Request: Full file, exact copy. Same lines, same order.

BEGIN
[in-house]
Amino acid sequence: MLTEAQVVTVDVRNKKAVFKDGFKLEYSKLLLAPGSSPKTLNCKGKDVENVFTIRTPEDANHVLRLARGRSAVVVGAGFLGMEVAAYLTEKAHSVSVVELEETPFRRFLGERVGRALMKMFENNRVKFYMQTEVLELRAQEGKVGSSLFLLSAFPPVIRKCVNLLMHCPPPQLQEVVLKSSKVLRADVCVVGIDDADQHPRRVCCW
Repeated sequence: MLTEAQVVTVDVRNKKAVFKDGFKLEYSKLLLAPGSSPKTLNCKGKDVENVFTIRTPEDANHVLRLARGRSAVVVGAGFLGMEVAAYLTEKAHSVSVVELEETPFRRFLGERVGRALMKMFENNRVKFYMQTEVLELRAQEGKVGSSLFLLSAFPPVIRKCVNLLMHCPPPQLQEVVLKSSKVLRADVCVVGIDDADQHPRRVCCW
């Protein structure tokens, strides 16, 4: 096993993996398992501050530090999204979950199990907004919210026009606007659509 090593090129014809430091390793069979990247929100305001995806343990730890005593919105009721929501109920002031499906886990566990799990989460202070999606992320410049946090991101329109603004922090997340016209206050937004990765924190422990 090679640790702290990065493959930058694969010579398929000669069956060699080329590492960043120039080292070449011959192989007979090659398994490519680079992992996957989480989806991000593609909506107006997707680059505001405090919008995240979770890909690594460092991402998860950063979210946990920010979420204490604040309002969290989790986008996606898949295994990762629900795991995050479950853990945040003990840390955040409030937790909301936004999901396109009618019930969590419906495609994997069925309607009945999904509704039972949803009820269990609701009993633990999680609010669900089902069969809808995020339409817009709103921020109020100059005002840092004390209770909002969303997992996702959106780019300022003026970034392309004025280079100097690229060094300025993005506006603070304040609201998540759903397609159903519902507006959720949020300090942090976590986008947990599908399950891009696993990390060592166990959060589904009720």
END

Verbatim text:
[in-house]
Amino acid sequence: MLTEAQVVTVDVRNKKAVFKDGFKLEYSKLLLAPGSSPKTLNCKGKDVENVFTIRTPEDANHVLRLARGRSAVVVGAGFLGMEVAAYLTEKAHSVSVVELEETPFRRFLGERVGRALMKMFENNRVKFYMQTEVLELRAQEGKVGSSLFLLSAFPPVIRKCVNLLMHCPPPQLQEVVLKSSKVLRADVCVVGIDDADQHPRRVCCW
Repeated sequence: MLTEAQVVTVDVRNKKAVFKDGFKLEYSKLLLAPGSSPKTLNCKGKDVENVFTIRTPEDANHVLRLARGRSAVVVGAGFLGMEVAAYLTEKAHSVSVVELEETPFRRFLGERVGRALMKMFENNRVKFYMQTEVLELRAQEGKVGSSLFLLSAFPPVIRKCVNLLMHCPPPQLQEVVLKSSKVLRADVCVVGIDDADQHPRRVCCW
């Protein structure tokens, strides 16, 4: 096993993996398992501050530090999204979950199990907004919210026009606007659509 090593090129014809430091390793069979990247929100305001995806343990730890005593919105009721929501109920002031499906886990566990799990989460202070999606992320410049946090991101329109603004922090997340016209206050937004990765924190422990 090679640790702290990065493959930058694969010579398929000669069956060699080329590492960043120039080292070449011959192989007979090659398994490519680079992992996957989480989806991000593609909506107006997707680059505001405090919008995240979770890909690594460092991402998860950063979210946990920010979420204490604040309002969290989790986008996606898949295994990762629900795991995050479950853990945040003990840390955040409030937790909301936004999901396109009618019930969590419906495609994997069925309607009945999904509704039972949803009820269990609701009993633990999680609010669900089902069969809808995020339409817009709103921020109020100059005002840092004390209770909002969303997992996702959106780019300022003026970034392309004025280079100097690229060094300025993005506006603070304040609201998540759903397609159903519902507006959720949020300090942090976590986008947990599908399950891009696993990390060592166990959060589904009720």